Perspectives and Theories in Sociology Study Guide
Perspectives and Theories in Sociology Study Guide SOCL 313
SUNY College at Oneonta
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This 8 page Study Guide was uploaded by Andrew Edwards on Tuesday February 9, 2016. The Study Guide belongs to SOCL 313 at SUNY College at Oneonta taught by Professor Brian M. Lowe in Spring 2016. Since its upload, it has received 48 views. For similar materials see Perspectives and Theories in Sociology in Sociology at SUNY College at Oneonta.
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Date Created: 02/09/16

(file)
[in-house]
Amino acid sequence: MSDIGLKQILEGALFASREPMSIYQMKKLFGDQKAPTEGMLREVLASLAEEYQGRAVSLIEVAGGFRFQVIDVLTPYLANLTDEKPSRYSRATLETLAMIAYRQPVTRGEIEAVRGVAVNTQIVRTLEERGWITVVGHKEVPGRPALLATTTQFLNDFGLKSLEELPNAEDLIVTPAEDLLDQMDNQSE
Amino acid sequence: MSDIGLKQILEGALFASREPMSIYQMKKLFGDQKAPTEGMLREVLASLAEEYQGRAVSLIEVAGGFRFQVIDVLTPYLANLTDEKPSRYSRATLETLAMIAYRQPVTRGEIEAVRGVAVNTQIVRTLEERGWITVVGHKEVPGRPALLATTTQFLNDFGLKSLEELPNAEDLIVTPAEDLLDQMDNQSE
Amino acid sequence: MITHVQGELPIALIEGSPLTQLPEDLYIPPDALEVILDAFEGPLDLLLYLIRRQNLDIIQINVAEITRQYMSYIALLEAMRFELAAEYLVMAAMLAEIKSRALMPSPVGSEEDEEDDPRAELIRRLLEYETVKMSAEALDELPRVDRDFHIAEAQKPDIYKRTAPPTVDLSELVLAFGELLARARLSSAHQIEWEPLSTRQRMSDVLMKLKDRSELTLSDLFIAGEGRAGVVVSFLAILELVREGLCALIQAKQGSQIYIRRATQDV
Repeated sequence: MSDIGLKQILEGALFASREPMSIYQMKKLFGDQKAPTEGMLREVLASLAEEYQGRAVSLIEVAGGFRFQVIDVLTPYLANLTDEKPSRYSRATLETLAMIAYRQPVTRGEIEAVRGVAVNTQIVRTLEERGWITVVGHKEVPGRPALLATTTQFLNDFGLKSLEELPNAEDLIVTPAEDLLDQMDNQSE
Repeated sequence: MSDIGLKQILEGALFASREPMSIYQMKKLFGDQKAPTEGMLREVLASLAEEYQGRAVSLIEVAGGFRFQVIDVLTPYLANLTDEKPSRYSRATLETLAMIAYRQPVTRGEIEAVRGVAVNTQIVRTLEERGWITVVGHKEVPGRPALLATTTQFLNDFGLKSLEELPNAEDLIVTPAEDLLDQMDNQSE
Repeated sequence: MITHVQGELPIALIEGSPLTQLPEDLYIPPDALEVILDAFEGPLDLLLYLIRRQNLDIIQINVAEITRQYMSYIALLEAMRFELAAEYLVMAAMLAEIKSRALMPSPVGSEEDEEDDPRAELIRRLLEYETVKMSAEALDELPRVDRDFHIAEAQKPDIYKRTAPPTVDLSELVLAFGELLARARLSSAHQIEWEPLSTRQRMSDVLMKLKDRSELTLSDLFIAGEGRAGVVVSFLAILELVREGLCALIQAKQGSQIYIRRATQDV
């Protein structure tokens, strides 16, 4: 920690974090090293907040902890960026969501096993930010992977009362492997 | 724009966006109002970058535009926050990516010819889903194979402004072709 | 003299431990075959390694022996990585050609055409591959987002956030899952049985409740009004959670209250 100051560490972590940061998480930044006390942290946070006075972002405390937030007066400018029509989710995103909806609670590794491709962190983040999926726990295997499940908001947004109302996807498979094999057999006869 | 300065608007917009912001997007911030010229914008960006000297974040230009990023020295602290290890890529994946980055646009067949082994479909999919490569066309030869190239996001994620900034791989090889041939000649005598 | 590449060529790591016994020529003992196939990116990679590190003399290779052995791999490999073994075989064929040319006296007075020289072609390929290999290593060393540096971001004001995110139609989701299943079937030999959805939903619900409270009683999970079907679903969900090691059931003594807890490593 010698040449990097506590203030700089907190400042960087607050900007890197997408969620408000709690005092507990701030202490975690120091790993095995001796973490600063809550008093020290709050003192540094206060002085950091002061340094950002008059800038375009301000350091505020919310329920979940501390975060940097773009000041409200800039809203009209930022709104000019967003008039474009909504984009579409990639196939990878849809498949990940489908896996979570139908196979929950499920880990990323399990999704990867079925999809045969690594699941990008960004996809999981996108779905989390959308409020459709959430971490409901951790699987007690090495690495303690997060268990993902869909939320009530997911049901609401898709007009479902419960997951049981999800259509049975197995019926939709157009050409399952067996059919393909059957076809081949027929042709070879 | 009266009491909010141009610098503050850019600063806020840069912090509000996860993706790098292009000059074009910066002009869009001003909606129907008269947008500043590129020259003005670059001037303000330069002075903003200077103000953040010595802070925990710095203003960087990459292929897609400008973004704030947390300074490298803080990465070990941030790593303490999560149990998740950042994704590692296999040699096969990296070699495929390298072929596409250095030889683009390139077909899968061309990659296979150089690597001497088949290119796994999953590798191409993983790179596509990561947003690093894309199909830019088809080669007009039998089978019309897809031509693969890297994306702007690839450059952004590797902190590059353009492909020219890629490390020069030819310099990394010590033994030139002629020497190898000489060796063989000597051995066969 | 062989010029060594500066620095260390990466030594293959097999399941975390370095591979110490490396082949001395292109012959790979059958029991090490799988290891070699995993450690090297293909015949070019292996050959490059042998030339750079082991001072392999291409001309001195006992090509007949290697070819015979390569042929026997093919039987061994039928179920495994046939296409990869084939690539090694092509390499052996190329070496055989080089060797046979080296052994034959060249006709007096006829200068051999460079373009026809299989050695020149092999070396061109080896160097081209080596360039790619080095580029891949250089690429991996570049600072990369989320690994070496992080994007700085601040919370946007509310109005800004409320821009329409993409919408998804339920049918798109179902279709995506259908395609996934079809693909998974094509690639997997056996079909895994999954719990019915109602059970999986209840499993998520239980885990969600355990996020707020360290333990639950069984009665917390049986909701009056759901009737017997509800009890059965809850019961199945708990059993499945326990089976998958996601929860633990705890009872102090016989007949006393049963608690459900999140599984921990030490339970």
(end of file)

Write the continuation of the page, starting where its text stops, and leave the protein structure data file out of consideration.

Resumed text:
Perspectives and Theories in Sociology Study Guide By: Andrew Edwards Introduction to Sociological Theories (Notes from Sociological Theory In The Classical Era +Perspectives and Theories in Sociology) Background An era has concluded when people develop nostalgia over it. The educated French thought the MiddleAges were a time when people were impoverished yet lived in happiness since everybody knew their place and there was no conflict. The MiddleAges were fraught with violence after the fall of the Roman Empire and people lived in homes that were without heat, had too many people in them, unclean, and places that were full of disease. Religious conflict was also present due to the Protestant Reformation and other changes in religious ideology, a lot of persecution was carried out by the Church and its Inquisition, the Church owned one third of the land in Europe, and the Church financially supported kings and sometimes their soldiers. In the 1700’s, religion lost its foothold in kingdoms such as England and France and the Enlightment period began with thinkers like Voltaire and Rousseau. Despite the positives of the Enlightenment period, the French Revolution, which was supposed to be a chance for order and reason to prevail, led to violence and unrest since those against the French Revolution were killed by individuals such as Robespierre and his Committee of Public Safety. Napoleon took over and was the Emperor of France and had taken over a few other nations before he was defeated and a constitutional monarchy came into power in 1815. Henri De SaintSimon He was born an aristocrat in 1760 and died in 1825. He took advantage of the French Revolution by making speeches, assisting the poor, and suggesting what changes ought to be made. SaintSimon ran out of money and struggled to make a living until the constitutional monarchy was put back into power in France in 1815. He made a living as a writer and he wrote papers that supported industrialism and said it would improve the conditions caused by feudalism. He famously said that France would be hindered more by the loss of the artists, scientists, engineers, artisans, and businessman than by the loss of the aristocrats and ruling elite. His motto was “All men must work”, which would later become “each according to his capacity” thanks to his followers and it became a part of the motto for communism. His followers believed in the pursuing of outstanding achievements that were more social in nature and after his death, they created a shortlived society based on social harmony. He wanted to maintain society as it was and believed that studying aspects of society ought to be done in a scientific manner. He supported economic reforms based on socialism but did not develop the idea as much as Marx did. Auguste Comte Lived from 1798 to 1857 Served as SaintSimon’s secretary and developed their beliefs on history and industrial society together until their falling out in 1824. Law of three stages: theological, metaphysical, and positive Theological: deities based on humans were at the center until 1300 MetaPhysical: God and his existence explained everything (1300 to 1800) Positivist: more focus on the physical world and the use of science Sciences developed in an order of increasing complexity: mathematics, astronomy, physics, chemistry, biology, and sociology Believed that psychology was under biology. Believed that society is a cumulative culture Society is like an organism that only exists as consciousness and social institutions continue from one generation to the next. Believed social change moves in the same way and that progress in every different area happens at the same time His new science became a cult called the Religion of Humanity and called society the “Great Being” He is the person to have first used the term sociology and had based his views in science. He wanted to base sociology on the hard sciences. Believed in the evolution of society and that reform could assist it Sociology consisted of studying the most important aspects of social systems based on methods supported by history so testable conclusions can be made. Socialism’s Role in Developing Sociology Capitalism and the industrial system showed many flaws so some sociologists believed socialism was a plausible way to end the problems caused by industrialism. Most early sociologists were opponents of socialism and were more fearful of it than capitalism even though they believed capitalism was flawed. The worry over socialism inspired the development of sociological theory far more than Marx’s support of socialism. The Enlightenment This was a time of intellectual advancements related to philosophy and science. The most influential thinkers were Rousseau and Montesquieu. The sociologists that were influenced the most positively by the Enlightenment were Alexis de Tocqueville and Karl Marx. Enlightenment theorists focused on the individual while the more conservative thinkers focused more on society. A lot of sociological thought arose from this period and people could debate in the open without much government intervention. Alexis de Tocqueville Deemed as more like a political science but still contributed to French Sociology. Best known for Democracy in America Supported freedom but was against centralized government since he believed that restricted freedom and was against equality since it led to mediocrity. Emile Durkheim Greatly contributed to sociology in France and increased its recognition Believed that sociology had to establish social facts, which were made forces and structures that were outside of the individual and dominated them Focused on the reasons for differences in suicide rates among different types of groups, areas, and nations He made a distinction between nonmaterial and material facts, but he focused mainly on nonmaterial social facts. He believed that early societies were maintained by nonmaterial facts and a powerful shared sense of morality or a strong collective conscience. Durkheim believed that the modern division of labor was incapable of maintaining society. He thought the source of religion was society and used the phrase totenism to discuss the making of things such as animals and plants into gods within religion. He sought to improve society rather than inspire revolution since he associated society with God. Hegel Two concepts summarize his ideology: dialectic and idealism. Dialectic is a method of thought and a symbol of the world. Idealism is the emphasis on the mind and mental products instead of the material world. He believed there was discrepancy between what people are and what they could be which was settled when the individual accepted their place in bigger picture of society. He believed in change in the world through evolution, but only as a subjective theory that included change happening at the level of the consciousness. History moved through ideas. Feuerbach Believed that there should be focus solely on the material reality that affects humans God is merely a presentation by people of what makes them human onto a detached entity. People attach many positive traits to God while calling themselves weak and sinful. Believed that such a belief system must be abolished and that it could be done through an ideology that focused on people. Marx He was inspired by Feuerbach and Hegel, yet he offered different ideas. He was opposed to Hegel’s idealism since he supported focusing more on the physical world. He believed that problems are caused by sources in the physical world. He thought Feuerbach’s ideas fell short since he only focused on the material world. He based his economic ideas on his observations of the works such as Adam Smith and David Ricardo. Labor theory of value: The profit capitalists make is due to taking advantage of the laborer’s work. Surplus value: gained by paying laborers less than how much they work so they can gain money and reinvest it. He was inspired by reports of the negatives of capitalism, but rejected the idea that they were bound to happen and criticized the methods that supporters of capitalism said people ought to use to gain financial success. He believed in the use of the dialectic, not cause and effect. He focused more on his idea that capitalism would destroy itself rather than on what a perfect socialist society would be like. Max Weber Focused more on ideas and their impact on the economy. Ideas are influenced by aspects of the physical world but they also affect structures in the physical world. He believed that social stratification should include status and power. He was more influenced by Immanuel Kant and Friedrich Nietzsche, especially Nietzsche’s idea of standing up to the power of bureaucracies and other institutions in society. He used the idea of formal rationality, which focused on the individual making decisions based on means and ends. He was less radical than Marx so he was a solid alternative for sociologists in the United States who looked for an influence along with Durkheim and other similar theorists. His ideas were more founded in academic research and history, were based on cause and effect thinking, and were focused on a variety of topics. Georg Simmel He contributed a lot to symbolic interactionism, the idea that people act based on their world view. He focused more on action and interaction. He also wrote essays that were very simple to read along with scholarly publications. He also discusses how people in a group of two (dyad) can act in different ways than they could in a group of two. (One people could solve differences between the two others or two people could exploit the third person). Herbert Spencer He believed in laissez faire, which is keeping the government out of the economy unless it must intervene to protect people. Evolutionary Theory: Society increases in size through reproduction and individuals joining together & societies must at some point engage in warfare such as conquest to bring people together and transition to an industrial society. He believed in the progression towards a perfect state. He believed in survival of the fittest, which was against ameliorism, the resolving of issues by helping individuals. Terminology Theory is a set of broad statements about things that happen, but they also describe and foretell an occurrence that is being analyzed and create hypothesis that can be tested and discredited. Nonrational action involves basing believes on personal ideals, morals, beliefs, and norms/doing something even if it does not produce positive results for the individual Rational action is based on trying to receive as many benefits as possible while lessening the costs/doing something because it leads to positive results for the individual (Notes from class) First Documentary The first documentary was about an Evangelical Christian who believes in the sanctity of life. The man that the video is about is confused about the circumstances in which a person can take another person’s life. The documentary also states that a lot of Evangelicals were Democrats until Reagan came into office since he engaged with Evangelicals effectively. Evangelicals at one point, began to align many of their beliefs with Republican politicians even if some of their principles conflicted with Republican ideas. Religion, evolution, and the ecstasy of selftranscendence by Johnathan Haidt He mentions that Durkheim coined the term homo duplex to describe humans as having two stages: profane (seeking of basic pleasures) and sacred (collective joy and uniting through religion) War, dancing, meditation, and drugs appear to result in selftranscendence. Charles Darwin believed in group selection and that a group with members that protect and assist each other would be more likely to succeed. An argument against group selection is that free riders can get away without doing work and that if such a problem is not resolved, the group cannot survive. Humans are not forced to work together. Notes Natural Science theories are structured while Social Science theories tell a story. Natural Science is broad in focus while Social Science is more specific. Natural Science requires limiting the amount of variables while Social Science studies are too large to be based on small groups. The ability to act (Agency) does not exist in Natural Science while it exists in Social Science. Agency and Structure is also a matter of how much the individual is involved versus how much society is involved. Micro: individual, macro: social structures Durkheim believed there must be precontractional solidarity in order for a society to function. Epistemology is the study of knowledge and how it is gained. Ontology is the study of the nature of existence. Teleology is the study of the direction society is moving in. Glock and Ringer studied relative depravation and found that women, older citizens, lower class citizens, and those who are single and/or do not have children are more likely to suffer from relative depravation. Nomothetic is a form of explanation that focuses more on general groups of occurrences whereas idiographic is more based on graphs. Through looking at the timeline of when countries gave women the right to vote, it can be concluded that factors such as the culture and the presence of an expanding middle class can have an impact on whether or not reform is pursued. Correlation does not equal causation. A variable must be present so a phenomenon can take place, but a variable being present does not mean a phenomenon will happen. Control: nothing happens, experimental: the experimental variable is used Social Sciences are based on history, analyze revolutions and revolts, and surveys that are closed and surveys that are open. In the MiddleAges, it made sense to have more children since they were needed for assisting with agricultural work and family was once an economic unit that had to cooperate. Americans believed capitalism had its benefits but it was a Faustian bargain (it came with terrible costs) Weber: believed that people do what they do for a benefit Marx was a writer who had a lot of influence on history in the 1900’s. Marx was partially influenced by Rousseau and believed that humans had a lot of potential, but a certain type of society was needed to accomplish to realize that potential which included freedom and the ability for everybody to have an equal status. Rousseau thought that humans could be made perfect and such perfection had to be achieved by changing society and like Marx, he was against the current social order. Hegel, who was a huge influence on Marx, came up with the idea of the dialectic, which discussed how thoughts, structures, or classes affect one another. Marx believed that communism was the riddle of history solved. Gemeinschaft: feudal system with king and/or queen, individuals that held a certain position such as a king or queen held that position until they died or were overthrown, many people lived in rural areas and religious figures had a lot of power, not much access to information about the world Gesellschaft: Once a person’s time in power ends, their position goes to somebody else, separation of church and state, more information available about the world, there are many different religions, there are smaller families that are not economic units like they once were, more people lived in urban areas.